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AI optimises factory automation processes in real time

AI optimises factory automation processes in real time

30 November, 2021

Mitsubishi Electric and Japan’s National Institute of Advanced Industrial Science and Technology (AIST) say they have developed an AI (artificial intelligence) technology that makes real-time adjustments to factory automation (FA) equipment while it is running. As well as eliminating the need for time-consuming manual adjustments, the AI estimates the confidence level of inferences regarding factors such as machining errors, and then controls the FA equipment based on suitable levels of confidence.

The partners predict that the technology will lead to more stable, reliable and productive operations, especially in agile manufacturing.

To optimise conditions in such manufacturing, parameters such as operating speeds need to be adjusted frequently. However, doing this by hand is laborious and time-consuming, resulting in decreased productivity.

In response, Mitsubishi and AIST – who have been collaborating on AI since 2017 – have developed a technology that uses AI to predict variations in manufacturing processes, such as changes in workpiece shapes as they are being machined, and then adjusts the FA equipment’s operation automatically in real time. In addition, the confidence levels of the AI inferences are indexed and the FA equipment is controlled to ensure high reliability and productivity.

The two organisations cite several examples of how their AI technology is being applied in practice:

• Mitsubishi has used it to develop a method for estimating loads on robotic arms. Various load parameters are used to calculate acceleration and deceleration speeds. The AI function quickly infers load values using information about the robot, such as its motor currents, joint angles, and so on. Simultaneously, the confidence levels of the inferences are calculated. The robot’s acceleration and deceleration are adjusted based on estimated values and confidence levels. A validation test that compared differences in robot motion when using and not using the load inferences, found that robot operating times were reduced by 20% when inferences were used.

• In a second application, an engraving EDM (electric discharge machine) is being adjusted automatically. The EDM positions an electrode close to the workpiece and generates an electric discharge to perform engraving. Debris produced during the machining process must be ejected. As processing proceeds, the amount of debris increases, so needs to be ejected more often. Mitsubishi is using AI to learn the state of debris ejection and to adjust the ejection frequency automatically. Machining times have been reduced up to 23% compared to processing without AI.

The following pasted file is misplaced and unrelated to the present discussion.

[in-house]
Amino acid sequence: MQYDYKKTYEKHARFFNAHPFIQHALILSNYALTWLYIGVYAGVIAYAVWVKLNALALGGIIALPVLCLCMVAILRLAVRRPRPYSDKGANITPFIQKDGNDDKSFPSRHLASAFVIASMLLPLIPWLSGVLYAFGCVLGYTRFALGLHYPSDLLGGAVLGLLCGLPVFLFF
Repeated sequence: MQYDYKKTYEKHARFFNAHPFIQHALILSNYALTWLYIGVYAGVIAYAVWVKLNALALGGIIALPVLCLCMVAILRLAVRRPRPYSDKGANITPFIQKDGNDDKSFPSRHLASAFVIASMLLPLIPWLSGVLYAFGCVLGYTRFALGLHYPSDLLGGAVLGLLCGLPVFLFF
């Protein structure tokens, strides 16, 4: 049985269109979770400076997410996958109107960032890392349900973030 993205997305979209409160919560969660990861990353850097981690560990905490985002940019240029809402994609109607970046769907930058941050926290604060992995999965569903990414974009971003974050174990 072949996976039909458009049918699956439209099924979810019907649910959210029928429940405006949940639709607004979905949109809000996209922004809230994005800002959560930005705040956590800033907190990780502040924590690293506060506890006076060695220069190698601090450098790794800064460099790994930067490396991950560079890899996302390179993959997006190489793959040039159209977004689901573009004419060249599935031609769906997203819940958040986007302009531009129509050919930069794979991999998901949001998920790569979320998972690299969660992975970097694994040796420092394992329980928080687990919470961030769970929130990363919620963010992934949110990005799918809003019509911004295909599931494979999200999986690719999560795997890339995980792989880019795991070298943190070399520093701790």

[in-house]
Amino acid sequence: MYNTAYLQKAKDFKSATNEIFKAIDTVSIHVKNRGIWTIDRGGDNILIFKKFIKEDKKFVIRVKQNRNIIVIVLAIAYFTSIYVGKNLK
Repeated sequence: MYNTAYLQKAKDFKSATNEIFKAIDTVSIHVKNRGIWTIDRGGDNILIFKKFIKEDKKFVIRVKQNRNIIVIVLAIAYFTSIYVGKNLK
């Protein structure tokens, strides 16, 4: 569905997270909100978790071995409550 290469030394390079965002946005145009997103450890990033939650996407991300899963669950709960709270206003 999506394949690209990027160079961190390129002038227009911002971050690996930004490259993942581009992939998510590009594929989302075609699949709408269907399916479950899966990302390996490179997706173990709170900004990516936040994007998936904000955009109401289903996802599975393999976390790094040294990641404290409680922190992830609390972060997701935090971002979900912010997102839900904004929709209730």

• A third example is an AI-based error-correction system for CNC cutting machines. The AI estimates changing machining errors – the difference between the cutting machine’s current position and a command value – to enable correction even during dynamic machining. Tests have shown that machining accuracy can be improved by 51% compared to using error correction that is not supported by AI.

According to Mitsubishi and AIST, the AI technology has several key attractions:

The Mitsubishi/AIST AI technology will provide real-time optimisation of automation equipment

• It is fast, achieving high-speed inferences for dynamic control of FA equipment. In conventional manufacturing, skilled workers must adjust operating parameters to achieve required specifications, such as accuracy levels. The AI technology simultaneously performs high-speed inferences and equipment control for real-time FA operation. It can achieve high-level inference accuracy while simultaneously guiding FA equipment control.

• It can adapt to constantly changing production factors. Workpiece shapes change during manufacturing and this can lengthen manufacturing times or reduce processing quality. Changes can vary for each workpiece, making it difficult for FA equipment to learn in advance. The new technology allows the AI to learn work factors while operating the FA equipment and then to make real-time adjustments. It also formulates physical phenomena, such as friction, and incorporates these mathematical expressions to adapt to constantly changing processing factors.

• It performs adjustments reliably. AI inferences must be reliable to ensure that real-time control of FA equipment leads to stable product quality and efficient processing. Mitsubishi’s new algorithm calculates the confidence level of inferences by learning the characteristics of each process and each target device, ensuring high reliability.

Mitsubishi expects to incorporate its Maisart AI technology increasingly into its FA equipment and systems to improve manufacturing productivity “significantly”.

Mitsubishi Electric:  LinkedIn  Facebook


In one pilot application of the AI technology, it improved the accuracy of CNC machining of letters in a metal surface by 51%

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